[rust-dev] Integer overflow, round -2147483648
glaebhoerl at gmail.com
Sun Jun 22 06:31:41 PDT 2014
On Sat, Jun 21, 2014 at 11:21 PM, Vadim Chugunov <vadimcn at gmail.com> wrote:
> My 2c:
> The world is finally becoming security-conscious, so I think it is a only
> matter of time before architectures that implement zero-cost integer
> overflow checking appear. I think we should be ready for it when this
> happens. So I would propose the following practical solution (I think
> Gabor is also leaning in favor of something like this):
> 1. Declare that regular int types (i8, u8, i32, u32, ...) are
> Check them for overflow in debug builds, maybe even in optimized builds on
> platforms where the overhead is not too egregious. There should probably
> be a per-module performance escape hatch that disables overflow checks in
> optimized builds on all platforms. On zero-cost overflow checking
> platforms, the checks would of course always be on.
> Also, since we are saving LLVM IR in rlibs for LTO, it may even be
> possible to make this a global (i.e. not just for the current crate)
> compile-time decision.
> 2. Introduce new wrapping counterparts of the above for cases when
> wrapping is actually desired.
> If we don't do this now, it will be much more painful later, when large
> body of Rust code will have been written that does not make the distinction
> between wrapping and non-wrapping ints.
The prospect of future architectures with cheaper (free) overflow checking
isn't my primary motivation, though if we also end up better prepared for
them as a side effect, that's icing on the cake.
My primary motivation is that, outside of a couple of specialized cases
like hashing and checksums, wraparound semantics on overflow is **wrong**.
It may be well-defined behavior, and it may be fast, but it's **wrong**.
What's the value of a well-defined, performant semantics which does the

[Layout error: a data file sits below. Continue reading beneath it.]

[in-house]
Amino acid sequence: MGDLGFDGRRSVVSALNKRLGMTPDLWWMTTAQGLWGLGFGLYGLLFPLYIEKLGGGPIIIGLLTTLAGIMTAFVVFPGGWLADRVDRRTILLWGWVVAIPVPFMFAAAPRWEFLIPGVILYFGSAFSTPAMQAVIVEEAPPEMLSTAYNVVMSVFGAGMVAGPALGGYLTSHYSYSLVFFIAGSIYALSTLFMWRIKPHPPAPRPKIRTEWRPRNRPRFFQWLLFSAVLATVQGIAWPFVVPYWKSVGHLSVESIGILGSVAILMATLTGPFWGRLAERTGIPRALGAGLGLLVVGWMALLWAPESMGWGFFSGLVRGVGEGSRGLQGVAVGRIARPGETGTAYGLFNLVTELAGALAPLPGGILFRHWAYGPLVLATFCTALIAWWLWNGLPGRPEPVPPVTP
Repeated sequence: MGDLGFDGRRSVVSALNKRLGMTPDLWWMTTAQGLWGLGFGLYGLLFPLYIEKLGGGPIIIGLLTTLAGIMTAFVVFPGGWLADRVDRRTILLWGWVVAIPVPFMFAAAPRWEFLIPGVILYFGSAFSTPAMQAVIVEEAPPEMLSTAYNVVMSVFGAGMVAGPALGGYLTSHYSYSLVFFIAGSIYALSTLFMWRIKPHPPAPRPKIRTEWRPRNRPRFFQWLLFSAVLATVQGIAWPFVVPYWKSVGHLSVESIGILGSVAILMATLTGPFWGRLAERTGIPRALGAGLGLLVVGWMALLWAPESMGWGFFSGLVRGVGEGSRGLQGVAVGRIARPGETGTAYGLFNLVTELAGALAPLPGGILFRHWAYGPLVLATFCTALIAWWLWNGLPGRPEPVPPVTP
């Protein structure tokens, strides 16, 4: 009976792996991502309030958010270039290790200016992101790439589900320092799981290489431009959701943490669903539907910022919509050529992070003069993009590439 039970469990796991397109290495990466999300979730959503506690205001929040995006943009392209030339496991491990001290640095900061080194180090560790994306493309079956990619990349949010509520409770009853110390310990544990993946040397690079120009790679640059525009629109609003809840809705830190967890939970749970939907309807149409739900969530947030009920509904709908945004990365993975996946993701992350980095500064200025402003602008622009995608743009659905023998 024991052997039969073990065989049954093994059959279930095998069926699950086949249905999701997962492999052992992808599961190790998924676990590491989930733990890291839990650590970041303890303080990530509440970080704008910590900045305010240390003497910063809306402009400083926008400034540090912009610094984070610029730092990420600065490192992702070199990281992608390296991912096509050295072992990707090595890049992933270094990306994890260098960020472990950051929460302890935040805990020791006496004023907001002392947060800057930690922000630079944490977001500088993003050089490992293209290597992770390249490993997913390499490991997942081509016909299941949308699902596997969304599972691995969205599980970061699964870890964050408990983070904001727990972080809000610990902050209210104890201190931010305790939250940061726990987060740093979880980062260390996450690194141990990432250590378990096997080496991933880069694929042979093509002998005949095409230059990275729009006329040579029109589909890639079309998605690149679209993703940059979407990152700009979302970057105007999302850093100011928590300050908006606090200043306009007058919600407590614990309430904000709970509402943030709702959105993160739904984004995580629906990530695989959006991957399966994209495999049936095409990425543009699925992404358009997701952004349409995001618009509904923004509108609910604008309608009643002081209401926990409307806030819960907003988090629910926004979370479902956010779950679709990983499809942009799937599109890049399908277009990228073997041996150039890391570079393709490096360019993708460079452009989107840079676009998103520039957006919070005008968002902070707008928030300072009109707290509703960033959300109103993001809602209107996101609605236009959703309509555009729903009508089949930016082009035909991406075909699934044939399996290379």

I also agree that performance is non-negotiable in this case, however. The
only good thing about always wrong is that it's not that hard to do better.
Given the circumstances, I think the least bad outcome we could achieve,
and which we *should* aim to achieve, would be this:
* Where performance is known to not be a requirement, Rust code in the
wild uses either overflow-checked arithmetic or unbounded integer types,
with the choice between them depending on ergonomic and semantic
* When the performance requirement can't be ruled out, Rust code in the
wild uses arithmetic for which overflow checking can be turned on or off
with a compiler flag. For testing and debugging, it is turned on. For
production and benchmarks, it is turned off.
* For code where wraparound semantics is desired, the appropriate
facilities are also available.
Given the discussion so far, the design I'd be leaning toward to accomplish
the above might be something like this:
* Two sets of fixed-sized integer types are available in the `prelude`.
* `u8`..`u64`, `i8`..`i64`, `int`, and `uint` have unspecified results on
overflow (**not** undefined behavior). A compiler flag turns overflow
checks on or off. Essentially, the checks are `debug_assert`s, though
whether they should be controlled by the same flag is open to debate.
* `uc8`..`uc64`, `ic8`..`ic64`, `intc`, and `uintc` are *always* checked
for overflow, regardless of flags. (Names are of course open to
* Given that these are not really different semantically, automatic
coercions between corresponding types can be considered. (Even then, for `a
+ b` where `a: int` and `b: intc`, explicit disambiguation would presumably
still be required.)
* Unbounded integer types using owned memory allocation are available in
the `prelude`. I might prefer to call them `Integer` and `Natural` instead
of `BigInt` and `BigUint`.
* Types and/or operations which wrap around on overflow are available in
the standard library. Given how specialized the use cases for these seem to
be, perhaps they could even go directly in the `hash` module. It's not
clear to me yet whether a separate set of types (`uw8`..`uw64`,
`iw8`..`iw64`) or just a separate set of operations on the `prelude` types
(e.g. `trait WrappingAdd`) would be preferable.
* Unbounded integer types which use garbage collected allocation are
available in the `gc` module.
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